Classic kit: Griffin's beaker
John Joseph Griffin
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Hermann Kolbe - whose surname resembles the word for flask in German - was a highly influential, if notoriously prickly, organic chemist. Earlier still, the seventeenth century physician and chymist Johann Becher - 'Becherglas' is a beaker in German - was the father of the phlogiston theory that would be developed by Georg Stahl. Was young Becher inspired by beakers? He would, no doubt, have used them; the word itself can be derived back through Germanic roots to the Greek word ambikos for a drinking cup. Upturned by Greek alchemists it became a still - hence the Arab word al-ambic; while the Latin word bicarium, in turn gives us the Italian word bicchiere (a drinking glass) and the French pichet (a jug or pitcher). Today in many glassware catalogues, the plain glass container is often called the Griffin beaker.
John Joseph Griffin was born in Shoreditch in London, UK, the area then a far cry from the trendy creative hotspot it is today. His father was a bookseller and publisher who, at some point in John Joseph's youth, moved the family to Glasgow where his business prospered. Nothing is known of JJ's early years, but when he finished school he went to one of the top scientific establishments of the day, Glasgow's Andersonian Institution. Griffin developed a real passion for chemistry. Even after his graduation, while working in his father's business, he became obsessed with the idea of educating the common working man in the ways of science generally, and chemistry in particular.
In 1823 he published his Chemical recreations. The small volume - printed in octavo format, smaller than a modern paperback - sold out immediately and ran to many editions throughout the 19th century. Its approach was unique - this was not a teacher writing for students, but a more experienced student helping his fellows along the way. The tone is unfailingly enthusiastic and positive, prizing experiment and experience above theory. Above all, Griffin suggested simple ways of adapting or obtaining cheap starting materials and apparatus, pointing out simple short cuts. Among its many readers was the neuropsychiatrist Oliver Sachs, who received a copy from his uncle 'Tungsten', a gift that would mould his interest in experiment and observation.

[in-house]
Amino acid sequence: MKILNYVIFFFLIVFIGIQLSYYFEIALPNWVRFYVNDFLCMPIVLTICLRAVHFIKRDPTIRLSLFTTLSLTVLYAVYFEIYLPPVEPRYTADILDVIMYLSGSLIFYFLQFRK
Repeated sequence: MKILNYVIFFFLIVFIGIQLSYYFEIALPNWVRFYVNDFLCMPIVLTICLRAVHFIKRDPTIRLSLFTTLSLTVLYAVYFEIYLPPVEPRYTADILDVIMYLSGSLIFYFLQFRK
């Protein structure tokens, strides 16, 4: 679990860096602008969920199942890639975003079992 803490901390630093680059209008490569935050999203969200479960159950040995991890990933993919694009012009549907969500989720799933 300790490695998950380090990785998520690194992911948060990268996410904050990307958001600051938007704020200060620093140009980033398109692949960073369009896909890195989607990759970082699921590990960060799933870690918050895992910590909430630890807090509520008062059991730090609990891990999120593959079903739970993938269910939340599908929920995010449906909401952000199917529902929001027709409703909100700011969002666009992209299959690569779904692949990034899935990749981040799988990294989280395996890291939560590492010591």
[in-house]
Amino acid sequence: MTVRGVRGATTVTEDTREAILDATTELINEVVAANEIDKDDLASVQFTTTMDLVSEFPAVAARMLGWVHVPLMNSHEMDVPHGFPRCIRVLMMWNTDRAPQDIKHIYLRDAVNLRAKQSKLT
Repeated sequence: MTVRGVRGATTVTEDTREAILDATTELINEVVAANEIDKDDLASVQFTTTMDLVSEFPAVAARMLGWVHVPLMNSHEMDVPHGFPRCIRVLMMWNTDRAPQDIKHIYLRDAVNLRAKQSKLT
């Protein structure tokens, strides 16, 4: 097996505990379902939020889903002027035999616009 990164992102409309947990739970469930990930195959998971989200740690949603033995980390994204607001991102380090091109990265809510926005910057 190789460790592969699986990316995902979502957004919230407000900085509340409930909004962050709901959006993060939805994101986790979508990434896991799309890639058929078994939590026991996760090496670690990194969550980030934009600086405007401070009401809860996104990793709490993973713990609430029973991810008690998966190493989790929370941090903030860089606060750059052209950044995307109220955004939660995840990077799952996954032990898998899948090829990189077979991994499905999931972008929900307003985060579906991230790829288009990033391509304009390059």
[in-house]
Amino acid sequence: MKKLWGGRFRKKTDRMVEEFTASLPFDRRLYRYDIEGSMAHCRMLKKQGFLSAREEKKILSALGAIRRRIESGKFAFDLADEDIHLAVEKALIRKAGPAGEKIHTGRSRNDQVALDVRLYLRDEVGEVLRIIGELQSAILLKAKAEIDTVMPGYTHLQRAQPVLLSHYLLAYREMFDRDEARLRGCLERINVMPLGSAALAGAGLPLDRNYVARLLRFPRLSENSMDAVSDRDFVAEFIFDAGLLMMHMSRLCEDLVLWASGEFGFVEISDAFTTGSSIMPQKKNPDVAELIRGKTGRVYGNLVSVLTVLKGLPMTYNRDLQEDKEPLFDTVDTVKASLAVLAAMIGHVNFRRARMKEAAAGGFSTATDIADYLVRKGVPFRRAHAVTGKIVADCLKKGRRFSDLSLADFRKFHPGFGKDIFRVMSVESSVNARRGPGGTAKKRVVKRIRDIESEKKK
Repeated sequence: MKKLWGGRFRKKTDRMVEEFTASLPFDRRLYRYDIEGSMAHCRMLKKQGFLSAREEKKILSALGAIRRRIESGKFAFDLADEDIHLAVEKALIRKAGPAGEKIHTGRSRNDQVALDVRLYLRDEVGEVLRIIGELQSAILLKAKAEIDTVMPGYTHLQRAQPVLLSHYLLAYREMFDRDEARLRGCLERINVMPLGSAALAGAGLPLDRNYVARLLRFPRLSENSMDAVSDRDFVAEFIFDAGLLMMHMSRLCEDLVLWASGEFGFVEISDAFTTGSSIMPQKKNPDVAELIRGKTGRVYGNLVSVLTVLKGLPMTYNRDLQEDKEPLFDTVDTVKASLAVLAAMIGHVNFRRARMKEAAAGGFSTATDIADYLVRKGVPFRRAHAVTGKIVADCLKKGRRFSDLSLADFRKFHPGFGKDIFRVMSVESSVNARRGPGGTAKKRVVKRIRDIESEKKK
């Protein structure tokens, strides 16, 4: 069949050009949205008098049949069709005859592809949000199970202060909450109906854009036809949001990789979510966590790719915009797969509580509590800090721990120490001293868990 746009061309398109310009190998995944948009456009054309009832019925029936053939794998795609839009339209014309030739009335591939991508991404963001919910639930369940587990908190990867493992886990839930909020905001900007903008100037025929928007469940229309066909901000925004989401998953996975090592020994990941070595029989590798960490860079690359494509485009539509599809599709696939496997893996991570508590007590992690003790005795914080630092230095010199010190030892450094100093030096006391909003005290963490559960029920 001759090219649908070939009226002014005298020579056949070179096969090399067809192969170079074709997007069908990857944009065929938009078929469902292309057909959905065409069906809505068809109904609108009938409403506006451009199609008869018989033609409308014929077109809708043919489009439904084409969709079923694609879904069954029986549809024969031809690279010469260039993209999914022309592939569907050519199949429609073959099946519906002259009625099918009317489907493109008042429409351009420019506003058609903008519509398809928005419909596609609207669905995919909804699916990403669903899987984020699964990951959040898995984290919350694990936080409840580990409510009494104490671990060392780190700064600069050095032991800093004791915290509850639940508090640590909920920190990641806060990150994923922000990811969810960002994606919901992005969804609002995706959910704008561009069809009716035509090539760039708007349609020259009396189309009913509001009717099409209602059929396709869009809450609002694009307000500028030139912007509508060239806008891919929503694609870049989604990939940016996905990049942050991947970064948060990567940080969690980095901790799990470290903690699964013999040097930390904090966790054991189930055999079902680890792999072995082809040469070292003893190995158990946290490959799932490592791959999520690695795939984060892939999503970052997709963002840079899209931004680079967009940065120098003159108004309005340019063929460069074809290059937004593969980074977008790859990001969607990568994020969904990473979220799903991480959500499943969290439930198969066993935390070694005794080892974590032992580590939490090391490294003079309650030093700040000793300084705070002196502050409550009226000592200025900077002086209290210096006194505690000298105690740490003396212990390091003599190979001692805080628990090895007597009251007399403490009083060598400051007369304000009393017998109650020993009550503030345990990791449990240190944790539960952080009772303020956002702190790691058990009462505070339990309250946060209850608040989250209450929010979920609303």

The success of his book earned Griffin the respect of his peers and he was active in reviving the Glasgow Philosophical Society. He also travelled in Europe, spending a short period in Leopold Gmelin's lab in Heidelberg, Germany, around 1832. Although without an academic position, he published a number of polemical academic works, including a vitriolic Romance of chemistry , included in the seventh edition of the Recreations , which presented a new, and as he saw it, improved systematic nomenclature. Alum (hydrated potassium aluminium sulfate), for example, would become Kalialintriasulintetraoxinocta Aquindodeca . He reserved particular scorn for the notation of the great Swedish systematiser and analyst Jöns-Jakob Berzelius, and felt it necessary to send a copy of his book to the great man. Nonplussed, Berzelius ignored it.
With a name like Beaker, perhaps he was destined to become Honeydew's assistant
And beakers, whether Griffin's or Berzelius's, remain one of the first pieces of glassware we learn the name of. Would life be any different if it were called something different? Would that which we call a beaker by any other name smell as sweet?
Andrea Sella teaches Chemistry at University College London, UK
An online version of Chemical recreations, including Romance of chemistry can be found by clicking the link below.
I am, once again, indebted to Bill Brock for valuable insights.
An online version of Chemical recreations
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